Primary care physicians often send their patients to specialists when they need an expert’s opinion about a condition.
But the transfer of medical records and delays in patients scheduling an appointment with a specialist can take weeks or months. The additional cost and travel time incurred by the patient for a second doctor visit also keeps patients waiting.
Electronic consultations, also known as e-consults, are closing those time gaps by providing specialists immediate and virtual access to patient records, while saving patients from another trip to a doctor.
These time-saving factors are especially beneficial to patients diagnosed with mesothelioma, a rare asbestos-related cancer that carries an average life expectancy of nine to 24 months. Treatment for these patients may be improved with faster access to specialists using e-consults.
A 2012 study conducted at the Center for Innovation at the Mayo Clinic noted the value of e-consults “when used judiciously for selected conditions, as done at Mayo, primary care providers and specialists regard the practice as useful and satisfying most of the time.”
However, researchers pointed out the disadvantages: “The specialist only sees the medical record and not the person, the cost is clearly in the assumption that the medical record adequately represents all that a specialist would observe in a direct personal encounter with the patient.”
Although the practice is in its beginning stages, several recognized mesothelioma centers across the U.S. utilize this novel approach to consultations. For veterans, who encompass nearly one-third of all mesothelioma patients, there are a handful of VA healthcare systems that provide the e-consult service.
Electronic consultations work by helping primary care physicians (PCP) efficiently discuss a patient’s medical records with specialists, usually located miles away, to gain insight and evaluate about possible treatment options.
For example, a PCP can remotely send questions or recommendations about a mesothelioma diagnosis or therapeutic concern to a specialist through secure email or web applications like electronic medical record (EMR) systems. Specialists can respond quickly, often increasing the speed in which treatment plans are prepared and executed.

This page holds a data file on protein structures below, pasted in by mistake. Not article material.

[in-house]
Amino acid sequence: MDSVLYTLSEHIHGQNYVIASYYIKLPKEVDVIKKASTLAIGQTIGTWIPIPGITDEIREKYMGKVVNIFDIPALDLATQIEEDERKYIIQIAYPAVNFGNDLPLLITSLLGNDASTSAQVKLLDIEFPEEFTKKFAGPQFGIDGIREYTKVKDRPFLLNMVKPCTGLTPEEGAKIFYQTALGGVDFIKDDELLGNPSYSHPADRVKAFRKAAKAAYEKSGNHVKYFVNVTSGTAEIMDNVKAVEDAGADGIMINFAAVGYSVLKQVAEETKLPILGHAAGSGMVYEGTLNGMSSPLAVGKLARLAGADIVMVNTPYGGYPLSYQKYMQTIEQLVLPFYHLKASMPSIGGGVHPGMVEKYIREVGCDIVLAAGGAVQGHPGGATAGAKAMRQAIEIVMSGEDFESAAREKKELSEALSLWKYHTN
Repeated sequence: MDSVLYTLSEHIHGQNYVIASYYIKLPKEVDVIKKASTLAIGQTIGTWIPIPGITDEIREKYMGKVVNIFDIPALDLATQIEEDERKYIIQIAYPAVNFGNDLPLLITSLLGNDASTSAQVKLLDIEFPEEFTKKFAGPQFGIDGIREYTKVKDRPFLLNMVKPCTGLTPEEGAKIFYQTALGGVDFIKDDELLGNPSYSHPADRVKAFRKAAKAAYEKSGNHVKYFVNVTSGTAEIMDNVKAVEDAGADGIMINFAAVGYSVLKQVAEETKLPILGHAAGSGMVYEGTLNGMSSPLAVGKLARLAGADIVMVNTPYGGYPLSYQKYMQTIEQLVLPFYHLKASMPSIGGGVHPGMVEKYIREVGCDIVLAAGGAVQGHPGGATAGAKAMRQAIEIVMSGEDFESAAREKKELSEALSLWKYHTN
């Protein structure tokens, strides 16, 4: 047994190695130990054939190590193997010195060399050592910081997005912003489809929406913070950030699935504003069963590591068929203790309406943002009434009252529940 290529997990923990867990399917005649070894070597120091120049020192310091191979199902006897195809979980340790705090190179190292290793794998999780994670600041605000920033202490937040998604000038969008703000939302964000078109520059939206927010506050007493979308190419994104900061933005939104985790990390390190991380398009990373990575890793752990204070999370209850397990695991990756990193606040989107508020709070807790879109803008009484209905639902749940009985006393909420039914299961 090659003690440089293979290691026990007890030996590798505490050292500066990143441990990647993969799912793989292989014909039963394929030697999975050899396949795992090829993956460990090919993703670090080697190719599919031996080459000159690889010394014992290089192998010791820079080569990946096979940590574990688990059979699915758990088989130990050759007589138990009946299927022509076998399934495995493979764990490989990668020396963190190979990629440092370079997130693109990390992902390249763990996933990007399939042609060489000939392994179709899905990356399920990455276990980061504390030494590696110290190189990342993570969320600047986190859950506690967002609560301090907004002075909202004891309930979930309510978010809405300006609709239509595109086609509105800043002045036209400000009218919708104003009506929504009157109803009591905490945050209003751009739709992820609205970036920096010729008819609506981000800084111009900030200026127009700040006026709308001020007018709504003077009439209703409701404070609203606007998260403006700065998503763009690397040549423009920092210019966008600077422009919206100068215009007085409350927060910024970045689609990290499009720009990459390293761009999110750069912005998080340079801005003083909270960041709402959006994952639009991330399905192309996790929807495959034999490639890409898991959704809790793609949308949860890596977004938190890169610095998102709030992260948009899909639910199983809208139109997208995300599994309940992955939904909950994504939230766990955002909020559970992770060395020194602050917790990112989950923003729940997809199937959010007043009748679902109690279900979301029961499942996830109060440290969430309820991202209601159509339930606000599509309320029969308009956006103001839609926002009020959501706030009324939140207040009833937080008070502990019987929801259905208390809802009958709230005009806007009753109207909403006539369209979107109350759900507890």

It’s important to note this technology is not for patients to consult virtually with their doctors. As the technology develops, electronic consultations may be mainstreamed in conversations between doctor and patient.
Patients and physicians can experience benefits from this technology through financial savings, improved care and convenience.
E-consults benefit patients by:
Benefits for PCPs and specialists:
A handful of mesothelioma treatment centers across the country provide e-consult services, including:
Surgical oncologist Charles Conway, M.D., who specializes in abdominal cancers, including peritoneal mesothelioma, at the Ochsner Cancer Institute in New Orleans, says the center is interested in using e-consults to make things easier for patients and doctors unfamiliar with mesothelioma.
Because one in three mesothelioma patients is a veteran, it’s important they have easy access to VA-accredited centers that can provide them treatment.
About 40 percent of veterans in the U.S. live in rural communities, making it difficult for them to easily access specialized health care. As more VA health care systems use e-consults, they can deliver faster service, referral processes and initiation of treatment plans for veterans.
While not all VA health care systems are equipped to treat veterans with mesothelioma, they do provide quality care for other conditions.
These centers may not focus on the asbestos-related disease, but they offer veterans e-consults:
E-consults are in the beginning stages, but users of the system believe more family doctors and specialists at cancer centers across the nation will start using it as the technology evolves, and perhaps one day allow patients to meet virtually with their doctors.